Isobel Campbell

////ISOBEL CAMPBELL////JANUARY 2006////

Formerly of Scottish and much-loved Indie act Belle & Sebastian, it’s hard to believe that singer/songwriter Isobel Campbell is now on to her forth solo studio album since leaving the group. Released only weeks ago, ‘Ballad of the Broken Seas’ is a full collaboration album with former Screaming Tree’s and Queens of the Stone Age front-man, Mark Lanegan. With Campbell’s angelic voice combined with that of the raspy growl of Lanegan, these songs make for a haunting and uneasy collection, all of which are beautifully sounding, but with underlying dark currents throughout these tracks. Musically, it provides a journey starting from the most soulful of Simon & Garfunkel and concluding somewhere around the style of legendary C&W star Johnny Cash. There’s a few out there believe that this collaboration was more than fated, as the entire project came about as a result of a few chance meetings between the duo. Campbell wrote and recorded song parts in her native Glasgow then e-mailed the work to Lanegan in order for him to finish the job. The final result is close to sensational…which seems like a good point to pin down Isobel and find out her thoughts and feelings towards the final product and to recount some of those hazy band member days…    

Hello, how are you?
I’m ok, my tounge is about to drop off though, I’ve been doing loads of interviews today.

What else have you been up to?
Well Monday I went to the dentist, Tuesday went visiting my granny, Wednesday I got my hair cut. Met my band that night, bonded with them ’cause we’re trying to get ready for the tour, then woke up Thursday with a hangover. I’ve been trying to prepare for the tour, with getting loads of CD’s together, trying to write lyrics. I seem to have this indescribable need to always be at my computer at the moment, it’s really annoying…

Can we talk a little about your background?
Yeah, I’m Scottish born and bred, from Glasgow. My family lived in Thailand for a while and I spent a short time in boarding school in Edinburgh, oh and I’m twenty nine.

Do you come from a musical family?
No, not at all. I was always just a tinkerer with instruments, so I just kind of picked things up.

So going back to Belle & Sebastian…were you involved from the beginning?
Yes, the best time.

Did the name Belle (& Sebastian) come from Isobel?
D’know, maybe. I think that it was based on a short story that the singer had written. There was also a kids’ TV show called that. It was about a little boy and his dog. The boy was called Sebastian and the dog was called Belle (laughs)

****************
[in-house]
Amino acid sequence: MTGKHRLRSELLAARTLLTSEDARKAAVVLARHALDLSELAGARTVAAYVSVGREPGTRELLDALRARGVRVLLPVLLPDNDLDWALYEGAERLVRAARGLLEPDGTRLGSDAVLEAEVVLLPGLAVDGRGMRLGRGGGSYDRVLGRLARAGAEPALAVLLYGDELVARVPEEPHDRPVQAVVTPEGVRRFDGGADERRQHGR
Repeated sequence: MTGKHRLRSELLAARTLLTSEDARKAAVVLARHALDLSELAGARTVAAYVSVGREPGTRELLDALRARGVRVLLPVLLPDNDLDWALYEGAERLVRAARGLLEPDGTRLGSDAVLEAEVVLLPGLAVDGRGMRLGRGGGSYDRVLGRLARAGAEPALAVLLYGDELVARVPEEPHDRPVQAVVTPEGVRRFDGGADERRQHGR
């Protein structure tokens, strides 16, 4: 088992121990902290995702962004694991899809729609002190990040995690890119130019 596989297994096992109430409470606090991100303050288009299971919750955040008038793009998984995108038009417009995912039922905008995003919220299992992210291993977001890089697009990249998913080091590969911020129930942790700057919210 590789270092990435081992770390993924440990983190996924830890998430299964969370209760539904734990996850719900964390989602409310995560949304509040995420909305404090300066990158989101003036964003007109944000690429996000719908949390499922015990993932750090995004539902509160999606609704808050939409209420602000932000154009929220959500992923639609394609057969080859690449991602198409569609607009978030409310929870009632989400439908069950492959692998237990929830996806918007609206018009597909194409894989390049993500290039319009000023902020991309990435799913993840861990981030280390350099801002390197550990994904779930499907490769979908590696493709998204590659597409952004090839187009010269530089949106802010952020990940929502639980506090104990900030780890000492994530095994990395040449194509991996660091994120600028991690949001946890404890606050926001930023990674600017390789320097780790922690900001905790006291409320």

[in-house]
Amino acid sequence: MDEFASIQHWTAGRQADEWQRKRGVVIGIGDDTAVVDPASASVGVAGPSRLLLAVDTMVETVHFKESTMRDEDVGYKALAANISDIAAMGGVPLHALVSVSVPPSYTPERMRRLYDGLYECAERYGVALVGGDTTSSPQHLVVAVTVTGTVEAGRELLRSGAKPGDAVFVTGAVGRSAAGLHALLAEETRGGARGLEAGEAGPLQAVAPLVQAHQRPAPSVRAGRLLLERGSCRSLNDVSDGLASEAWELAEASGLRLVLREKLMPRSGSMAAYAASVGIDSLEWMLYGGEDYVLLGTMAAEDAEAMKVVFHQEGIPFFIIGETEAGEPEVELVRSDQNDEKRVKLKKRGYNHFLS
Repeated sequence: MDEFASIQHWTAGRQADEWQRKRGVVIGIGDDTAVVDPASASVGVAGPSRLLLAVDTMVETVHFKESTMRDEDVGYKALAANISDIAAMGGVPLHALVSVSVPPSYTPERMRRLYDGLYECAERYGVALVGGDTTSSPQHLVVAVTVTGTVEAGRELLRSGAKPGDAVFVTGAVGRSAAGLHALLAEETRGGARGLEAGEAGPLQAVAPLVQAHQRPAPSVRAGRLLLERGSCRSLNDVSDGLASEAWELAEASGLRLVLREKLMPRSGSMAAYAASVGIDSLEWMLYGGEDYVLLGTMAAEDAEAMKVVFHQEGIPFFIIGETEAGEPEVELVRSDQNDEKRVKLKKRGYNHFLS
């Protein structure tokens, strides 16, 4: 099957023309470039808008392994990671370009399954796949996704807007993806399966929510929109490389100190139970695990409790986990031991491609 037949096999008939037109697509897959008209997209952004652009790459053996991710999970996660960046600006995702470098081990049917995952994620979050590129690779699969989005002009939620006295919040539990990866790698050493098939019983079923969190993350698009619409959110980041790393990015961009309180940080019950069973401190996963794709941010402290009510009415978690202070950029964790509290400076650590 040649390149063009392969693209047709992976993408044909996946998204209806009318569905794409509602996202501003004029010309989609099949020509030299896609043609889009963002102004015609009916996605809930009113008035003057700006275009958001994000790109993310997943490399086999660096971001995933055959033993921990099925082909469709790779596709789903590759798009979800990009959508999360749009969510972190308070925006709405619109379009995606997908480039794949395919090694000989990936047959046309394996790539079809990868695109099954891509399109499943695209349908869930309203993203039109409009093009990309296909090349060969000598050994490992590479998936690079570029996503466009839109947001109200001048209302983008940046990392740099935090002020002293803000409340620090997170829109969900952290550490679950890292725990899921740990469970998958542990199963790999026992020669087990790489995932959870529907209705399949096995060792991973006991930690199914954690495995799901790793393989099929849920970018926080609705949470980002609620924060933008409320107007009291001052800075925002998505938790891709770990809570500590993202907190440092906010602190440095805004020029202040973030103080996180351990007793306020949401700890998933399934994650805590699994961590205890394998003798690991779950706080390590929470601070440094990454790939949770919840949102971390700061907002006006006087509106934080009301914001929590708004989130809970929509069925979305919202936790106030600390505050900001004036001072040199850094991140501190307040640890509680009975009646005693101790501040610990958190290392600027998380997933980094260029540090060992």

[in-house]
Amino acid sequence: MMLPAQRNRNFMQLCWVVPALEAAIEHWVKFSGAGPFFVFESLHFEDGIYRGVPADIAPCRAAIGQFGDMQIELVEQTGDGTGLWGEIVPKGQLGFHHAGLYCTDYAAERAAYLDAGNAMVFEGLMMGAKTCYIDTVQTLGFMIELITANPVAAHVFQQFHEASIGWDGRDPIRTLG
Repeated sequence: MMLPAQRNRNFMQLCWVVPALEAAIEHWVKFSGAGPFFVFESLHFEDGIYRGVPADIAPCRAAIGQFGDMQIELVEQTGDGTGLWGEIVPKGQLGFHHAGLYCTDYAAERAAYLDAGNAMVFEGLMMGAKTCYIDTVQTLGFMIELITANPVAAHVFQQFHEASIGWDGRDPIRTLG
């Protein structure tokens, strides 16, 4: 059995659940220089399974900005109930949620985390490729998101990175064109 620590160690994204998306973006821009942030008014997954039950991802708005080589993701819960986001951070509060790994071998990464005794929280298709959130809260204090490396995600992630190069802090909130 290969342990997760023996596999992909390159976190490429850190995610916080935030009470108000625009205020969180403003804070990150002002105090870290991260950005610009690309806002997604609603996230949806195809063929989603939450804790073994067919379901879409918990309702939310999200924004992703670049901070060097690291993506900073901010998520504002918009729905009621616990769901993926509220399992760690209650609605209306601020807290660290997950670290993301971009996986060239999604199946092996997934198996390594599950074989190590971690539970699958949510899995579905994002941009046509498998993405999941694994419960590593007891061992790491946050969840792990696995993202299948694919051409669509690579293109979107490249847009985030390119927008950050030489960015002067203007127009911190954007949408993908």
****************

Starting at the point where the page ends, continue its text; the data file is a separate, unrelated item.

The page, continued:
You were you mainly a cellist in the band. I’d noticed that it wasn’t until the third album that you got credited for singing?
No, I was a cellist but I sang the whole way through, that was the first song I’d actually written.

Can I ask what made you decide to leave them?
I was always kind of aware that I wanted to follow my own path and I kind of knew deep down that the time had come. I think you have to be involved in things for the right reasons. I mean, I hope I never have a job that I’m just in it for the money. Things have changed and I began following my own heart. I knew at this point that I had to start giving my own music more time.

It must have been a scary time for you?
It was terifiying. I found myself coming home and making huge pots of soup because I was convinced I was going to end up in the normal working world.

So it took until your third solo album for you to release it under your own name. Why was this?
It was a confidence thing I think. I didn’t see any reason not to put it out under my own name. It didn’t seem right to use the old name and I wasn’t imaginative enough.

Ok, moving on to the ‘Ballad of the Broken Seas’?
It came to me aswell. I wrote a lot of the songs in January 2004, sitting on the floor in my living room and it just kind of came to me. I knew that would be the title of the album.

I think it fits nicely within the way the record was produced?
Yeah, that was my thinking behind it as well.

Do you have any idea when you are writing, ideally who’s voice would best sing the male parts?
Well, first of all it was written as an instrumental on ‘Amorino’. The only reason it was going to be an instrumental track was because I couldn’t be bothered writing any words for it, but then I think it was a Lee Hazlewood thing, but he’s uber famous and getting older now, maybe some one like Shane McGowan or Tom Waits or someone like that. Leonard Cohen is another one who I always loved as well.

So did you go to the ‘Queens of the Stone Age’ concert with the idea of approaching Mark Lanegan?
When I first wrote the song ages ago, I got my press agent to send it to Mark. Months later he called me up and sang it to me down the phone. It wasn’t till after then that he called me again and said he was in town with the Queens of the Stone Age and asked if I wanted to come and see the show, so I went along kind of intrigued. Remember this was someone who I’d never met before and had only known because he’d sang the down the phone to me. I didn’t really know anything about him or ‘Queens of the Stone Age’. I’m more open minded to music now, but there were years when I was just blinkered, especially towards modern music, because for me I was always into more classic stuff, I suppose in my early twenties I was a bit of an indie snob. I only really listened to ‘Orange Juice’ and ‘The Smiths’. I missed out on a lot, so when I went to see QOTSA, I didn’t really know what to expect…

So what was your plan? Was he only going to sing on the one track?
After he had recorded the track I phoned him to thank him and he said in passing that if I ever wanted to write for him again, that that would be amazing for him. The penny didn’t drop for a while…

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